"This fall, even though I didn’t do extremely well, I found out that college was for me," said Jenkins.
Jenkins said his life began to turn around when, as a 7-year-old, he moved to Maryland to live with his father, Jimmy Walker. Jenkins said Walker who played college basketball at both PGCC and North Carolina Central before a brief NBA tryout introduced him to both sports and the concept of consequences for one’s actions.
"My Dad said, ’If you don’t behave, you won’t be able to play sports,’ " recalled Jenkins. "Sports helped change my life."
Jenkins received additional family support when his mother, Rufaro Jenkins, "got her life back together."
"She was ready to be a Mom," said Jenkins, who moved back into D.C. to live with his mother in the sixth grade. "She was the perfect Mom from then on."
Jenkins attended Hyde Leadership Public Charter School in D.C. While he was a three-sport athlete at Hyde football, basketball and rugby Jenkins said the most profound experience of his high school years had nothing to do with sports.
"In 10th grade, I went to Ghana, West Africa to help on a school-building project. I learned a lot in those 10 days," said Jenkins. "That was the true definition of poverty. Those kids didn’t have pens, paper . . . it was crazy. When I came back I was grateful for what I had."
Jenkins graduated from Hyde in 2008 and entered the adult world much sooner than expected.
"About a month after I graduated, I found out I was going to have a child," said Jenkins. "I immediately went looking for a job."
Jenkins worked in a facilities position at Hyde and coached basketball at Douglass Recreation Center. He first began to seriously consider college when an assistant coach from Prince George’s Community College current Chesapeake College head coach Joel Dearring, who coached Jenkins’ father at PGCC in the early 1990s began to recruit him in 2009.
"I wasn’t ready for college at the time, so Coach ’D’ told me to call him when I was ready," said Jenkins. "I called him last year and told him I was ready to play basketball. It went from there."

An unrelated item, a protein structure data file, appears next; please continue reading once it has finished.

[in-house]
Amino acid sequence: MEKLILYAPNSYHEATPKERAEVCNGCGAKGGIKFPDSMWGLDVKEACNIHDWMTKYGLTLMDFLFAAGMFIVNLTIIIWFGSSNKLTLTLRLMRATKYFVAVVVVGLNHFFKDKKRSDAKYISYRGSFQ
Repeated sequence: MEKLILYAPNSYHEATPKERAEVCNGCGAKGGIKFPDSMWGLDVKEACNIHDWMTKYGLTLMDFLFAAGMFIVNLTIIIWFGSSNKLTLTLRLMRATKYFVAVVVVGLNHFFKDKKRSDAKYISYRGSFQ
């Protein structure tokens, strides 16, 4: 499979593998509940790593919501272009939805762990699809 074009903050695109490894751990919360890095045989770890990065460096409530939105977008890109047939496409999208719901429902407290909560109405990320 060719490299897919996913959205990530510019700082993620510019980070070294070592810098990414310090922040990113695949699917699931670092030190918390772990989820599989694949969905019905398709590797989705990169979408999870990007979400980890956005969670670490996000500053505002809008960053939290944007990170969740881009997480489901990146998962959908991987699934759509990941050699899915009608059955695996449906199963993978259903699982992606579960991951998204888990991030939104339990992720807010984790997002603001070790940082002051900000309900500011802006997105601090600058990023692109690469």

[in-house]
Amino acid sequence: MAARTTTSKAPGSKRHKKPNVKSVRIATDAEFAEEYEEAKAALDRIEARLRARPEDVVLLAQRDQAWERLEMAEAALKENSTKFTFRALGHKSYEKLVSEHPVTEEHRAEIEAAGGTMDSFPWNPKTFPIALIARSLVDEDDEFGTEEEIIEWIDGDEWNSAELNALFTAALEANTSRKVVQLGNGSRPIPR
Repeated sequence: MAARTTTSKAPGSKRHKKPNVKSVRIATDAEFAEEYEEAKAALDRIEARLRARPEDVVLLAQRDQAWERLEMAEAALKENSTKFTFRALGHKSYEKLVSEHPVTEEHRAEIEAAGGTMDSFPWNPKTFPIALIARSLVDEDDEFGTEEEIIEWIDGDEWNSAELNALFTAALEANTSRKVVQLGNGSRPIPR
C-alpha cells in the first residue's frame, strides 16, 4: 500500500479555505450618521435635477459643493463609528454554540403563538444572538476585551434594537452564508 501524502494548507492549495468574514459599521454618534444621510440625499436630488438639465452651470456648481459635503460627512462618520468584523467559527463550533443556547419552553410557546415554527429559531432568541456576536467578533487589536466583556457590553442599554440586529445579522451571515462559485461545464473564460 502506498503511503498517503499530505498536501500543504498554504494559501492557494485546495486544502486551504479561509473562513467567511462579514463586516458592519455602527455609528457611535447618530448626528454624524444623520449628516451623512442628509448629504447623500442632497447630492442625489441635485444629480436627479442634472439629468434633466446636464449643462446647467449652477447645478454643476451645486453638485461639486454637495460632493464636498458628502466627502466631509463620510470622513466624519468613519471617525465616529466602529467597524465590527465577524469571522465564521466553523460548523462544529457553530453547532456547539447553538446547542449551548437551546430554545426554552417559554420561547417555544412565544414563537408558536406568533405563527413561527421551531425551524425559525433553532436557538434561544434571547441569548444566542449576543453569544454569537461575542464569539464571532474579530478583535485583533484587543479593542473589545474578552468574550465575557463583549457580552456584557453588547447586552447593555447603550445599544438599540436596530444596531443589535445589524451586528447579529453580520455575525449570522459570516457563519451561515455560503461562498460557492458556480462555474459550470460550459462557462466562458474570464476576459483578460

By that time, Dearring had been hired as Chesapeake College’s head coach. Jenkins chose Chesapeake a decision he has never regretted.
"I love the Chesapeake community," said Jenkins. "There are so many people who will lend a hand to help. At times I wish I had my family right here my parents, my girlfriend, and my 2-year-old son Jahrei all motivate me to do well, and I miss them when I’m away but the people here make you feel at home."
Dearring said he was attracted by both Jenkins’ basketball skills and bloodline.
"I knew his father’s strong will to succeed as a student and an athlete. I figured if he had any type of his father’s character he would be successful," said Dearring. "Jimmie’s a special kid. He’s a warrior. He’s going to put 100 percent of his effort into anything he does. His work ethic on the court he’s going to go out there and give everything he’s got. He’s got a very, very strong will."
Jenkins said his decision to attend college and strive for success was cemented by the continuing violence that regularly claims the lives of people who choose the streets.
"I was visiting so many funerals that it really opened my eyes that being out on the streets was not the place to be," said Jenkins. "This summer, one of my best friends (Lawrence Perkins) died after being stabbed at a subway station. I promised to finish school for both of us."